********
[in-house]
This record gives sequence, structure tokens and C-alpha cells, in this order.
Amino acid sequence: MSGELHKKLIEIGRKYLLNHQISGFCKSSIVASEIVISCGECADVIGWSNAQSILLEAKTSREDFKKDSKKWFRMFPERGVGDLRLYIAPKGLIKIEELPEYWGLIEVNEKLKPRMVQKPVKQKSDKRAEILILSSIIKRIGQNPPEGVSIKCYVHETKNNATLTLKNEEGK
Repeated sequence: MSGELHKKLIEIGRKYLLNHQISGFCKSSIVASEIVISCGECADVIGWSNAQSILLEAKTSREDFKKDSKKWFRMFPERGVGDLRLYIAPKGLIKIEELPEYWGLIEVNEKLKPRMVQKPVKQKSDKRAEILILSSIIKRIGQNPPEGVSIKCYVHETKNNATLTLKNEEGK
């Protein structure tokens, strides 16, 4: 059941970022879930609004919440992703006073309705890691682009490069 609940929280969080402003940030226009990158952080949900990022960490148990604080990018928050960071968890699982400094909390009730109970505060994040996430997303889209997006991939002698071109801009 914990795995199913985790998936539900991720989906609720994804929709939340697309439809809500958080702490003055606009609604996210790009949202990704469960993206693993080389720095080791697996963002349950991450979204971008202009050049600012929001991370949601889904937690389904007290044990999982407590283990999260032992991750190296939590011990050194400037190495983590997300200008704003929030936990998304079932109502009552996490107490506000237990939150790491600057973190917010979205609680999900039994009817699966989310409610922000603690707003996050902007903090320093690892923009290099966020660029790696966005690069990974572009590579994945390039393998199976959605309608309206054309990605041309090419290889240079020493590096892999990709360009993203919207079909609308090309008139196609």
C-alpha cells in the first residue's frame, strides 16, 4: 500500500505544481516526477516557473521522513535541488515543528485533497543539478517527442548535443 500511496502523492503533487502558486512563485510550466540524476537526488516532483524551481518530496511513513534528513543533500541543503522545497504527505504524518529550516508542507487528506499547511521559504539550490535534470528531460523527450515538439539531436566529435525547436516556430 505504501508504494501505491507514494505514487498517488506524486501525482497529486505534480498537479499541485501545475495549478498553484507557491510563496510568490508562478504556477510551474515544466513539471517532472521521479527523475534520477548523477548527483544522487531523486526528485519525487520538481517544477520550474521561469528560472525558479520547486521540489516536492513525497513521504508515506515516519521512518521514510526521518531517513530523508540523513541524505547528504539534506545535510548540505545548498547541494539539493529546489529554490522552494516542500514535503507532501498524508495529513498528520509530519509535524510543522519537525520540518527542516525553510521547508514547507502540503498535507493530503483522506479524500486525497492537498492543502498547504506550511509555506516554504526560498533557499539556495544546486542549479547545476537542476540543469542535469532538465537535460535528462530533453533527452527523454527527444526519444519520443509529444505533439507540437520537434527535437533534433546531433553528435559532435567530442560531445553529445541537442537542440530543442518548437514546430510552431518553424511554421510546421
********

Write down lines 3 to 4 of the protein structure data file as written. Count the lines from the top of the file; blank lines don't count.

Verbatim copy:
Amino acid sequence: MSGELHKKLIEIGRKYLLNHQISGFCKSSIVASEIVISCGECADVIGWSNAQSILLEAKTSREDFKKDSKKWFRMFPERGVGDLRLYIAPKGLIKIEELPEYWGLIEVNEKLKPRMVQKPVKQKSDKRAEILILSSIIKRIGQNPPEGVSIKCYVHETKNNATLTLKNEEGK
Repeated sequence: MSGELHKKLIEIGRKYLLNHQISGFCKSSIVASEIVISCGECADVIGWSNAQSILLEAKTSREDFKKDSKKWFRMFPERGVGDLRLYIAPKGLIKIEELPEYWGLIEVNEKLKPRMVQKPVKQKSDKRAEILILSSIIKRIGQNPPEGVSIKCYVHETKNNATLTLKNEEGK